IMF: Hong Kong’s economic risks still tilted to the downside

IMF warned that four major risks face Hong Kong though the city’s medium-term potential growth is estimated at about 3%.

The organization points out the following risks in a recently released statement.

Correction in property prices

Despite a series of government measures, property prices rose by 15 % year-on-year in September while the sensitivity of households’ debt service burden to interest rate changes remains high as a significant portion of new mortgages are on floating rates and indexed to the Hibor.

IMF said a disorderly housing market adjustment could have a significant impact on private consumption through negative wealth effects. In addition, even though banks’ balance sheets are currently strong, a disorderly housing price correction could trigger an adverse feedback loop between house prices, debt servicing ability and lower consumption, which would result in weakening growth leading to second round effects on banks’ balance sheets.

Tighter-than-expected global financial conditions

Financial conditions could tighten more than expected if volatility jumps as a result of monetary policy surprises in the U.S. or Euro Area. Unanticipated tightening in financial conditions would weigh on domestic demand and create financial stress in Hong Kong given its highly globally-integrated financial sector.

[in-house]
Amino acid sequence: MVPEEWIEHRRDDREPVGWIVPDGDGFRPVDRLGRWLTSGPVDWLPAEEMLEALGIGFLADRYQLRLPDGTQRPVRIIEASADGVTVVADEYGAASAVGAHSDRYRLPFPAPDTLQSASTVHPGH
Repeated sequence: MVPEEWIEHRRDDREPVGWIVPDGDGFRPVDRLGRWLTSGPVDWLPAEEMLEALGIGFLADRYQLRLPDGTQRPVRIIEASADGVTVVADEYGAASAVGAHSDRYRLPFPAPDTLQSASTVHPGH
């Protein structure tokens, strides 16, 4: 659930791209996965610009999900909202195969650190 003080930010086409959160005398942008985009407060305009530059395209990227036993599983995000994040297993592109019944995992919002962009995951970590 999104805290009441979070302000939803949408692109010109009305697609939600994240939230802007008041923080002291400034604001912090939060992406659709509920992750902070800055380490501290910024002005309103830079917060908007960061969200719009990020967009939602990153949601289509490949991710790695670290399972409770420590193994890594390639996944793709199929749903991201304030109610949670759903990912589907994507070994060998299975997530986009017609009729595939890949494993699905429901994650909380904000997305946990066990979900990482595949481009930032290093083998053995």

Disorderly adjustment in mainland China

This would hit the tourism, trading and logistics industries, which account more than a quarter of GDP and employment in Hong Kong. While Hong Kong has benefitted from deepening financial linkages, new spillover channels for volatility and financial stress have been created, including the high and rising exposure of the banking system to mainland China which is  currently assessed to be manageable.

Retreat from cross-border integration

The risk of a shift toward inward-looking policies, including protectionism, is rising in many advanced economies. Such policy shifts would reduce cross-border flows of trade, investment, and labor, which could dampen productivity and global growth. Hong Kong would be negatively affected due to its high degree of openness.




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